U.S. Rep. Alan Grayson is holding on to his grudge against U.S. Senate candidate Patrick Murphy and the Democratic Party establishment that helped Murphy beat Grayson in the Aug. 30 primary.
Since that loss, the sometimes polarizing and notably bombastic Orlando congressman had largely kept a low profile. Grayson has maintained his campaign email list but has used it mostly just to send out fundraising pitches in support of like-minded progressive candidates across the country.
But on Tuesday night, Grayson unloaded to his supporters.
In a scorched-earth rant entitled "What $10 million buys from the Democratic Party," he vented his bitter frustration about Murphy and Democratic Party leaders. The piece is riddled with attacks and accusations against Murphy, his wealthy father and Democratic leaders and fundraising groups -- none of whom have responded to requests for comment from the Herald/Times.
So given his clear disdain, whom is Grayson voting for this fall?
The soon-to-be outgoing congressman reiterated in an email to the Herald/Times: "I will be voting for Hillary Clinton for president. I haven’t decided who will get my Senate vote, but it will not be Patrick Murphy."
In his email blast, Grayson claims a "Murphy political operative" told someone within his own campaign earlier this summer that Murphy's father, Tom Murphy Jr., had made a promise wherein "the Democratic Party could expect to see $10 million if it delivered the nomination to [Patrick] Murphy."
Tom Murphy has given large sums of money to support his son's candidacy, but his nearly $3 million in contributions so far is still a far cry from the $10 million Grayson alleges he promised.
Grayson argues it's "implausible ... without Tom Murphy’s promised cash" for both the Senate Majority PAC (a Democratic super PAC) and the Democratic Senatorial Campaign Committee to have afforded pledges last spring for $10 million each in fall ad time to help Murphy.
Both the DSCC and the Senate Majority PAC ultimately withdrew most of their money -- $16 million in all -- after Patrick Murphy didn't fare so well in the initial weeks of the general election contest against Republican Marco Rubio. The Senate Majority PAC later changed its mind and brought back at least a bit of its money but nothing close to what it first pledged.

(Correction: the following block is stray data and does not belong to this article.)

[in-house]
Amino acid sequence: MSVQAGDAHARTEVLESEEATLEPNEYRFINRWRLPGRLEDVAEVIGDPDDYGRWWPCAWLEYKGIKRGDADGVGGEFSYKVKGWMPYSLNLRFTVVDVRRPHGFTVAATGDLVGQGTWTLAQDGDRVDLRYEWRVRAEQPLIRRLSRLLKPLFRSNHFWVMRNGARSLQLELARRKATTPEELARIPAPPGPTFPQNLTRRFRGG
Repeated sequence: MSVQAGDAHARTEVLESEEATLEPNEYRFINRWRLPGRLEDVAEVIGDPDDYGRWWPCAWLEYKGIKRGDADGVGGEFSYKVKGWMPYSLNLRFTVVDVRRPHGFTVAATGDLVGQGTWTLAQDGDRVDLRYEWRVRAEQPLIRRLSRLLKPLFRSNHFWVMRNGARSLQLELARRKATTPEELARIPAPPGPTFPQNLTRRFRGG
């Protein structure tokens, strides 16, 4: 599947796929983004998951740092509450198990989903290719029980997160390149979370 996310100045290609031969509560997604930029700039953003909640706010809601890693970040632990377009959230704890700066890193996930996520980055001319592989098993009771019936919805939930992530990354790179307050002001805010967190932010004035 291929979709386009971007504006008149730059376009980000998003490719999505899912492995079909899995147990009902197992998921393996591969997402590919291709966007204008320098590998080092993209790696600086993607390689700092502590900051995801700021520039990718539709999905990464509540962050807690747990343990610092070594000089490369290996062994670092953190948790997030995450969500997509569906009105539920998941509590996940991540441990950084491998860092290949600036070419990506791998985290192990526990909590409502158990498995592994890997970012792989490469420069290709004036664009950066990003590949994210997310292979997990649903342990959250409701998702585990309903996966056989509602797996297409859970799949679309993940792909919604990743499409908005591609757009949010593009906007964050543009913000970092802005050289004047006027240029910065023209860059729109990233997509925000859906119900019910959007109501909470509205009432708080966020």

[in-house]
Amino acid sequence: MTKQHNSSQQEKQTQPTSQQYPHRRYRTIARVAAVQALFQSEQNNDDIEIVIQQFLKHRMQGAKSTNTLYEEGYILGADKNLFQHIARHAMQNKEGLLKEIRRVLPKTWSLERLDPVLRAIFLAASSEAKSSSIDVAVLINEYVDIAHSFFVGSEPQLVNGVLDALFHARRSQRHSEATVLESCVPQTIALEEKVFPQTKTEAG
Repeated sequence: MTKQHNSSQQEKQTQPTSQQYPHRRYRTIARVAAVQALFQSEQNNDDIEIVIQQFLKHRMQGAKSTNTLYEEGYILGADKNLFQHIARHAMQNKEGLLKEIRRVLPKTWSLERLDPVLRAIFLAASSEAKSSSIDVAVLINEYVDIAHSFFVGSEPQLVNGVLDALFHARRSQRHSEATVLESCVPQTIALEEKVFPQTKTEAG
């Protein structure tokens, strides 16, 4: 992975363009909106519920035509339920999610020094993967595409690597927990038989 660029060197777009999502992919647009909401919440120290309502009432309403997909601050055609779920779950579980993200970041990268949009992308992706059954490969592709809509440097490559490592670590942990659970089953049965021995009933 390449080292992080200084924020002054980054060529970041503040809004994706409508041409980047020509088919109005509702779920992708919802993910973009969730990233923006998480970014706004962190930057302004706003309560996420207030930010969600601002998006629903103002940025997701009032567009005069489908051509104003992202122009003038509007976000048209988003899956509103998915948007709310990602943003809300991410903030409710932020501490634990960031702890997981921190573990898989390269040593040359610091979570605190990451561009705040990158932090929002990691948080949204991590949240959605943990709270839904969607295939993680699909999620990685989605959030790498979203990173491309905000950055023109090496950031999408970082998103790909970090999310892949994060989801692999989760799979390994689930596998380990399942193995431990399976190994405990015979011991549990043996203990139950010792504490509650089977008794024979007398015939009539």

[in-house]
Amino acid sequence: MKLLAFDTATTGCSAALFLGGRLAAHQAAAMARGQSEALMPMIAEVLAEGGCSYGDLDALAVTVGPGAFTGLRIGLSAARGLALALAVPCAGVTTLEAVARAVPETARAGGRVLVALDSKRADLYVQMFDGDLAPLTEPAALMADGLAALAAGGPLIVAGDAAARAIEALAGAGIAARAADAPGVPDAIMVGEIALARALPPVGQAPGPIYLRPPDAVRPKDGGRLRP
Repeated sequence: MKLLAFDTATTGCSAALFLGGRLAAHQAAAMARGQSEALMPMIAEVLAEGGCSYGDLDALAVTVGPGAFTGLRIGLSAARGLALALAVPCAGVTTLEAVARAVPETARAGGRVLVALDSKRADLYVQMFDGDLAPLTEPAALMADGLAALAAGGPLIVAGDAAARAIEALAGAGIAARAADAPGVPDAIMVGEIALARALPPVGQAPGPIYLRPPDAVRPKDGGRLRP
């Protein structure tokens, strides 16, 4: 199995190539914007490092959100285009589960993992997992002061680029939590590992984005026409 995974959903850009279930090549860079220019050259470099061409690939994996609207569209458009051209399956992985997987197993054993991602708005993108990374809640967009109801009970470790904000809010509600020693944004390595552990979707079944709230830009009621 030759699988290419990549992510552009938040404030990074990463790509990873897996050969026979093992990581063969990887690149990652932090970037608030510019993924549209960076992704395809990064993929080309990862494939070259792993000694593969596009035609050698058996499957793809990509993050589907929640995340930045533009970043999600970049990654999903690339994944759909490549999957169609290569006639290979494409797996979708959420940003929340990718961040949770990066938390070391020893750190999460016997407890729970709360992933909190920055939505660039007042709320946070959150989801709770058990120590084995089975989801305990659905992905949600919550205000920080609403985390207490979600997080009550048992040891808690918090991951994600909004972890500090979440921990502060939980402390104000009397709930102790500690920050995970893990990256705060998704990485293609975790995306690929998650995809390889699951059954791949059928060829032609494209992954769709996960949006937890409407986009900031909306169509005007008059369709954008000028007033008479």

Grayson said that the alleged promise from Murphy's father explains why Senate Minority Leader Harry Reid "had been interfering in my primary and belligerently attacking me personally for months."
Reid did openly support Murphy over Grayson and he did publicly call on Grayson to end his campaign after a string of media reports revealed more about Grayson's controversial management of off-shore hedge funds -- which made him the subject of an ongoing ethics investigation. Reid and Grayson also famously clashed in May when Grayson confronted him at a caucus meeting.
Grayson went on to write, "without Daddy’s promise of $10 million, it would be very hard to explain why Senate Democrats would give a fig for Patrick Murphy."
Grayson insulted Murphy as being "completely bereft of any legislative accomplishments" and claimed Murphy's "main goal in Congress seems to have been to try to set some kind of record for party disloyalty," because he voted against the Obama administration on some high-profile measures, like the Keystone pipeline. (Murphy was a Republican before he became a Democrat shortly before he launched his first congressional campaign in 2011.)
Touting his own congressional accomplishments as he commonly did on the campaign trail, Grayson says "what else could it be?" that caused the Democratic Party to take sides in a contested primary race.
"All I know is that just getting a whiff of $10 million of Tom Murphy’s money, just a glance at that mirage, was enough to turn my party against me – in favor of someone contemptuous of my party and its principles," Grayson wrote.
He ended the note by saying: "I once told a national TV audience, 'you have only three friends in life: God, your mama, and the Democratic Party.' Cross that last one off the list."
Photo credit: Walter Michot / Miami Herald